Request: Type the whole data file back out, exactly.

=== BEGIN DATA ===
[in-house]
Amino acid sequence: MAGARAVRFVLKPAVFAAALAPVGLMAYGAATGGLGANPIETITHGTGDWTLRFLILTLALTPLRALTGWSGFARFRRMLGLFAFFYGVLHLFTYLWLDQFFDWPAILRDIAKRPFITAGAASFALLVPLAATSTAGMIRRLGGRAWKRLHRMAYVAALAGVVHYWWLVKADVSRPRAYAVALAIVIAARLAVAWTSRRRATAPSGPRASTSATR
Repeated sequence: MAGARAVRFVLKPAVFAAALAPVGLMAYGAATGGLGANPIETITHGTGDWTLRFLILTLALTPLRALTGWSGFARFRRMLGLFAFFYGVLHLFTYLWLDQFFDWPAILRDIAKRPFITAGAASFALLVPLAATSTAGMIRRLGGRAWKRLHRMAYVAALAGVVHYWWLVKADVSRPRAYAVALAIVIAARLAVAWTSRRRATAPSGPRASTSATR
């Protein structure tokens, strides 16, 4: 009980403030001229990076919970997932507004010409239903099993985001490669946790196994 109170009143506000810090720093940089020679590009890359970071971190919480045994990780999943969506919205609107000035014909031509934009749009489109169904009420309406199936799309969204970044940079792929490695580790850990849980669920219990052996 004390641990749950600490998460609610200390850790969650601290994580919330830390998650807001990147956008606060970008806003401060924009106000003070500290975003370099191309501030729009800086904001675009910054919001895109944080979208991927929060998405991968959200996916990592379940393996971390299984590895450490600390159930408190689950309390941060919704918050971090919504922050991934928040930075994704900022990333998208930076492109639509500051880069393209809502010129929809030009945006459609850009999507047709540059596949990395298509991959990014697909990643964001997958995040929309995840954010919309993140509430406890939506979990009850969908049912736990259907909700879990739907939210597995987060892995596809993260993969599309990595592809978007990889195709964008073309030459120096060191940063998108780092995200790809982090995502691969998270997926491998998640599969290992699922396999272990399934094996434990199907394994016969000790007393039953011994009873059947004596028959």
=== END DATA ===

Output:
[in-house]
Amino acid sequence: MAGARAVRFVLKPAVFAAALAPVGLMAYGAATGGLGANPIETITHGTGDWTLRFLILTLALTPLRALTGWSGFARFRRMLGLFAFFYGVLHLFTYLWLDQFFDWPAILRDIAKRPFITAGAASFALLVPLAATSTAGMIRRLGGRAWKRLHRMAYVAALAGVVHYWWLVKADVSRPRAYAVALAIVIAARLAVAWTSRRRATAPSGPRASTSATR
Repeated sequence: MAGARAVRFVLKPAVFAAALAPVGLMAYGAATGGLGANPIETITHGTGDWTLRFLILTLALTPLRALTGWSGFARFRRMLGLFAFFYGVLHLFTYLWLDQFFDWPAILRDIAKRPFITAGAASFALLVPLAATSTAGMIRRLGGRAWKRLHRMAYVAALAGVVHYWWLVKADVSRPRAYAVALAIVIAARLAVAWTSRRRATAPSGPRASTSATR
């Protein structure tokens, strides 16, 4: 009980403030001229990076919970997932507004010409239903099993985001490669946790196994 109170009143506000810090720093940089020679590009890359970071971190919480045994990780999943969506919205609107000035014909031509934009749009489109169904009420309406199936799309969204970044940079792929490695580790850990849980669920219990052996 004390641990749950600490998460609610200390850790969650601290994580919330830390998650807001990147956008606060970008806003401060924009106000003070500290975003370099191309501030729009800086904001675009910054919001895109944080979208991927929060998405991968959200996916990592379940393996971390299984590895450490600390159930408190689950309390941060919704918050971090919504922050991934928040930075994704900022990333998208930076492109639509500051880069393209809502010129929809030009945006459609850009999507047709540059596949990395298509991959990014697909990643964001997958995040929309995840954010919309993140509430406890939506979990009850969908049912736990259907909700879990739907939210597995987060892995596809993260993969599309990595592809978007990889195709964008073309030459120096060191940063998108780092995200790809982090995502691969998270997926491998998640599969290992699922396999272990399934094996434990199907394994016969000790007393039953011994009873059947004596028959």